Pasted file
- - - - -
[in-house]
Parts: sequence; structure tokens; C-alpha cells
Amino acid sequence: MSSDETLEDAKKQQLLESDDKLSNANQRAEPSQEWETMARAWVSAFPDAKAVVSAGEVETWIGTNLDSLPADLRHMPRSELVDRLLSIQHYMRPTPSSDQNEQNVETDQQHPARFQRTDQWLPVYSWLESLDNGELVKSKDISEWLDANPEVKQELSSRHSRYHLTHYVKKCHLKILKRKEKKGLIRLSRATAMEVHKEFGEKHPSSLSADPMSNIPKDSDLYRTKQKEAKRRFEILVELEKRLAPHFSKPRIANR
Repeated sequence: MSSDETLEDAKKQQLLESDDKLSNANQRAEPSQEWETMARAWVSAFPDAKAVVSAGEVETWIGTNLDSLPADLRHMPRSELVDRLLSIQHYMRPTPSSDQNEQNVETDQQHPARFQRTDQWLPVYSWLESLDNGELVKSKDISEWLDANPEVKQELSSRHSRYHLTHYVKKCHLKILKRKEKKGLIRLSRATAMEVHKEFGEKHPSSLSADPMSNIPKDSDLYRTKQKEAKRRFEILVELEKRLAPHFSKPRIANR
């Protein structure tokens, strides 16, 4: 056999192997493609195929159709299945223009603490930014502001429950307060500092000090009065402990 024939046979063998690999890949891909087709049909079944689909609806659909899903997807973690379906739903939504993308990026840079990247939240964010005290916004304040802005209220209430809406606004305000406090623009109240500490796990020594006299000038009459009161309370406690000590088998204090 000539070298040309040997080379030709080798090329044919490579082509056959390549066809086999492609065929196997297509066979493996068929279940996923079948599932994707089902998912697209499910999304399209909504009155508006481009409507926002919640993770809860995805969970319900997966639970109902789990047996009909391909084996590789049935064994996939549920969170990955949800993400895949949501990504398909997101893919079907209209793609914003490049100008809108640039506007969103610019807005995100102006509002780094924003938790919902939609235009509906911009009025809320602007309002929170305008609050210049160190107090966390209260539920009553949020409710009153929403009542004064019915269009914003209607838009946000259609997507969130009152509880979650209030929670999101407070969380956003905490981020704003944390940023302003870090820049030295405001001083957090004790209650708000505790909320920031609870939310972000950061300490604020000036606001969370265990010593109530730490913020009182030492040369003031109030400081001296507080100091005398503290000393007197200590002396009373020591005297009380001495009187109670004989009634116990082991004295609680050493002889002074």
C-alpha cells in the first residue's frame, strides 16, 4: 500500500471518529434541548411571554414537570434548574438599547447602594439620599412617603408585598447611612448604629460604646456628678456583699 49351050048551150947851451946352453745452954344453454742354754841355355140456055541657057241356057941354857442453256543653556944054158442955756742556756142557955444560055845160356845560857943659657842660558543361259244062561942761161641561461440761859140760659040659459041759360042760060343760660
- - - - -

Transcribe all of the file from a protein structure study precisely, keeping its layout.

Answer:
[in-house]
Parts: sequence; structure tokens; C-alpha cells
Amino acid sequence: MSSDETLEDAKKQQLLESDDKLSNANQRAEPSQEWETMARAWVSAFPDAKAVVSAGEVETWIGTNLDSLPADLRHMPRSELVDRLLSIQHYMRPTPSSDQNEQNVETDQQHPARFQRTDQWLPVYSWLESLDNGELVKSKDISEWLDANPEVKQELSSRHSRYHLTHYVKKCHLKILKRKEKKGLIRLSRATAMEVHKEFGEKHPSSLSADPMSNIPKDSDLYRTKQKEAKRRFEILVELEKRLAPHFSKPRIANR
Repeated sequence: MSSDETLEDAKKQQLLESDDKLSNANQRAEPSQEWETMARAWVSAFPDAKAVVSAGEVETWIGTNLDSLPADLRHMPRSELVDRLLSIQHYMRPTPSSDQNEQNVETDQQHPARFQRTDQWLPVYSWLESLDNGELVKSKDISEWLDANPEVKQELSSRHSRYHLTHYVKKCHLKILKRKEKKGLIRLSRATAMEVHKEFGEKHPSSLSADPMSNIPKDSDLYRTKQKEAKRRFEILVELEKRLAPHFSKPRIANR
């Protein structure tokens, strides 16, 4: 056999192997493609195929159709299945223009603490930014502001429950307060500092000090009065402990 024939046979063998690999890949891909087709049909079944689909609806659909899903997807973690379906739903939504993308990026840079990247939240964010005290916004304040802005209220209430809406606004305000406090623009109240500490796990020594006299000038009459009161309370406690000590088998204090 000539070298040309040997080379030709080798090329044919490579082509056959390549066809086999492609065929196997297509066979493996068929279940996923079948599932994707089902998912697209499910999304399209909504009155508006481009409507926002919640993770809860995805969970319900997966639970109902789990047996009909391909084996590789049935064994996939549920969170990955949800993400895949949501990504398909997101893919079907209209793609914003490049100008809108640039506007969103610019807005995100102006509002780094924003938790919902939609235009509906911009009025809320602007309002929170305008609050210049160190107090966390209260539920009553949020409710009153929403009542004064019915269009914003209607838009946000259609997507969130009152509880979650209030929670999101407070969380956003905490981020704003944390940023302003870090820049030295405001001083957090004790209650708000505790909320920031609870939310972000950061300490604020000036606001969370265990010593109530730490913020009182030492040369003031109030400081001296507080100091005398503290000393007197200590002396009373020591005297009380001495009187109670004989009634116990082991004295609680050493002889002074």
C-alpha cells in the first residue's frame, strides 16, 4: 500500500471518529434541548411571554414537570434548574438599547447602594439620599412617603408585598447611612448604629460604646456628678456583699 49351050048551150947851451946352453745452954344453454742354754841355355140456055541657057241356057941354857442453256543653556944054158442955756742556756142557955444560055845160356845560857943659657842660558543361259244062561942761161641561461440761859140760659040659459041759360042760060343760660